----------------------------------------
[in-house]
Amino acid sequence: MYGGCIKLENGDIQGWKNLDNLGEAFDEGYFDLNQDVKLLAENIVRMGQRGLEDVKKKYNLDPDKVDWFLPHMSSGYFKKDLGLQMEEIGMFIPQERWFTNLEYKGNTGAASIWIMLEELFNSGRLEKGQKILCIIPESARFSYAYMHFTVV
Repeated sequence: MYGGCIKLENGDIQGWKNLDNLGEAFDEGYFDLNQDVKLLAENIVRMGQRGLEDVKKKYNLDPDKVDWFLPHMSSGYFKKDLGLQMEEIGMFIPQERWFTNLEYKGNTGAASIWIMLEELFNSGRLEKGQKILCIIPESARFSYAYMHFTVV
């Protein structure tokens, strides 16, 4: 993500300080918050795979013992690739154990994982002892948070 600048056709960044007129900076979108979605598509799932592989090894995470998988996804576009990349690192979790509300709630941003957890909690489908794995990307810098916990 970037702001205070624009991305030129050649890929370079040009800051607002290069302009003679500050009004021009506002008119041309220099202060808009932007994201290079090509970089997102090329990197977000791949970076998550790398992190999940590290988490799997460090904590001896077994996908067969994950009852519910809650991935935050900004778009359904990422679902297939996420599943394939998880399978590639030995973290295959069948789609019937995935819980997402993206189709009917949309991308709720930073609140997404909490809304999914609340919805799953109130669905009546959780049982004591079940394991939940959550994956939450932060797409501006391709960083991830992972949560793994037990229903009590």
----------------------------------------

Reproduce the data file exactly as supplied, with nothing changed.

[in-house]
Amino acid sequence: MYGGCIKLENGDIQGWKNLDNLGEAFDEGYFDLNQDVKLLAENIVRMGQRGLEDVKKKYNLDPDKVDWFLPHMSSGYFKKDLGLQMEEIGMFIPQERWFTNLEYKGNTGAASIWIMLEELFNSGRLEKGQKILCIIPESARFSYAYMHFTVV
Repeated sequence: MYGGCIKLENGDIQGWKNLDNLGEAFDEGYFDLNQDVKLLAENIVRMGQRGLEDVKKKYNLDPDKVDWFLPHMSSGYFKKDLGLQMEEIGMFIPQERWFTNLEYKGNTGAASIWIMLEELFNSGRLEKGQKILCIIPESARFSYAYMHFTVV
């Protein structure tokens, strides 16, 4: 993500300080918050795979013992690739154990994982002892948070 600048056709960044007129900076979108979605598509799932592989090894995470998988996804576009990349690192979790509300709630941003957890909690489908794995990307810098916990 970037702001205070624009991305030129050649890929370079040009800051607002290069302009003679500050009004021009506002008119041309220099202060808009932007994201290079090509970089997102090329990197977000791949970076998550790398992190999940590290988490799997460090904590001896077994996908067969994950009852519910809650991935935050900004778009359904990422679902297939996420599943394939998880399978590639030995973290295959069948789609019937995935819980997402993206189709009917949309991308709720930073609140997404909490809304999914609340919805799953109130669905009546959780049982004591079940394991939940959550994956939450932060797409501006391709960083991830992972949560793994037990229903009590």